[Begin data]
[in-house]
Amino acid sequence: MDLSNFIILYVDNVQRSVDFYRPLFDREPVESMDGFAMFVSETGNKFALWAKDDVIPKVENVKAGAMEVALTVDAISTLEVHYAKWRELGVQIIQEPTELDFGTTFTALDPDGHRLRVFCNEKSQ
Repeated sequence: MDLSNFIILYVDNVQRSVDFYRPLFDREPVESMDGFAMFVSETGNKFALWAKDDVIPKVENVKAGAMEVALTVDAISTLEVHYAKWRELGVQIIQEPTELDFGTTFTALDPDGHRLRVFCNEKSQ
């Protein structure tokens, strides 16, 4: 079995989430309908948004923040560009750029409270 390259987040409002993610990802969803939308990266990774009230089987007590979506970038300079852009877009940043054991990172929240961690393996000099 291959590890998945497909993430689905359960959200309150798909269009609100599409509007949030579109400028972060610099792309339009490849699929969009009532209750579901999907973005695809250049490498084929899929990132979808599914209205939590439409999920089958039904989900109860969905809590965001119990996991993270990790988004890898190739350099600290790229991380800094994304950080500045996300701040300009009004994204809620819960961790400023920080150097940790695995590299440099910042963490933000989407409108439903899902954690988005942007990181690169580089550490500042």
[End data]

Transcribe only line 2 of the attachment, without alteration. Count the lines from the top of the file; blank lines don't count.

Amino acid sequence: MDLSNFIILYVDNVQRSVDFYRPLFDREPVESMDGFAMFVSETGNKFALWAKDDVIPKVENVKAGAMEVALTVDAISTLEVHYAKWRELGVQIIQEPTELDFGTTFTALDPDGHRLRVFCNEKSQ